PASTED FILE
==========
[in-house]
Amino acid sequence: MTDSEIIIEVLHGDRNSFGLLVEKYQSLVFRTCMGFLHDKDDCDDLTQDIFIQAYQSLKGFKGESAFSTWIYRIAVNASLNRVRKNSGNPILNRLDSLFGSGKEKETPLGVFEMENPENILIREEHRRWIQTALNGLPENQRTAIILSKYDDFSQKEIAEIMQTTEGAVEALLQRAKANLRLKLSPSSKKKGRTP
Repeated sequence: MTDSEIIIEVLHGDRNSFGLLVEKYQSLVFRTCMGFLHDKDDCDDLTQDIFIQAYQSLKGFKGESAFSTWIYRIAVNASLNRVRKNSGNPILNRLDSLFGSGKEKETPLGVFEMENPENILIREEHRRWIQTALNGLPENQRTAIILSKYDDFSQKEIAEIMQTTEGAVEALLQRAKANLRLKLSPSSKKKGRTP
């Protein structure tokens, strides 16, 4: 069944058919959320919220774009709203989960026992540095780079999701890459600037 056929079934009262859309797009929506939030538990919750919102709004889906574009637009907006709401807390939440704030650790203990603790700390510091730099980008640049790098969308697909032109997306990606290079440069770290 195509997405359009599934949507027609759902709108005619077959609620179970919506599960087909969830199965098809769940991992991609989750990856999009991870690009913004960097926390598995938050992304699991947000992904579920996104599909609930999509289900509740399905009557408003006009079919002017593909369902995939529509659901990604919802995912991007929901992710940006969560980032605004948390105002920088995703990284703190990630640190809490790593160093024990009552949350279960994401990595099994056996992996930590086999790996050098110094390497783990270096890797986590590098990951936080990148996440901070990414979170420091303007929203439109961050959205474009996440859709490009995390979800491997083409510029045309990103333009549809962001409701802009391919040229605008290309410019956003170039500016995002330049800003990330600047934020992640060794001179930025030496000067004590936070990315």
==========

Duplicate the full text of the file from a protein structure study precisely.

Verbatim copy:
[in-house]
Amino acid sequence: MTDSEIIIEVLHGDRNSFGLLVEKYQSLVFRTCMGFLHDKDDCDDLTQDIFIQAYQSLKGFKGESAFSTWIYRIAVNASLNRVRKNSGNPILNRLDSLFGSGKEKETPLGVFEMENPENILIREEHRRWIQTALNGLPENQRTAIILSKYDDFSQKEIAEIMQTTEGAVEALLQRAKANLRLKLSPSSKKKGRTP
Repeated sequence: MTDSEIIIEVLHGDRNSFGLLVEKYQSLVFRTCMGFLHDKDDCDDLTQDIFIQAYQSLKGFKGESAFSTWIYRIAVNASLNRVRKNSGNPILNRLDSLFGSGKEKETPLGVFEMENPENILIREEHRRWIQTALNGLPENQRTAIILSKYDDFSQKEIAEIMQTTEGAVEALLQRAKANLRLKLSPSSKKKGRTP
């Protein structure tokens, strides 16, 4: 069944058919959320919220774009709203989960026992540095780079999701890459600037 056929079934009262859309797009929506939030538990919750919102709004889906574009637009907006709401807390939440704030650790203990603790700390510091730099980008640049790098969308697909032109997306990606290079440069770290 195509997405359009599934949507027609759902709108005619077959609620179970919506599960087909969830199965098809769940991992991609989750990856999009991870690009913004960097926390598995938050992304699991947000992904579920996104599909609930999509289900509740399905009557408003006009079919002017593909369902995939529509659901990604919802995912991007929901992710940006969560980032605004948390105002920088995703990284703190990630640190809490790593160093024990009552949350279960994401990595099994056996992996930590086999790996050098110094390497783990270096890797986590590098990951936080990148996440901070990414979170420091303007929203439109961050959205474009996440859709490009995390979800491997083409510029045309990103333009549809962001409701802009391919040229605008290309410019956003170039500016995002330049800003990330600047934020992640060794001179930025030496000067004590936070990315």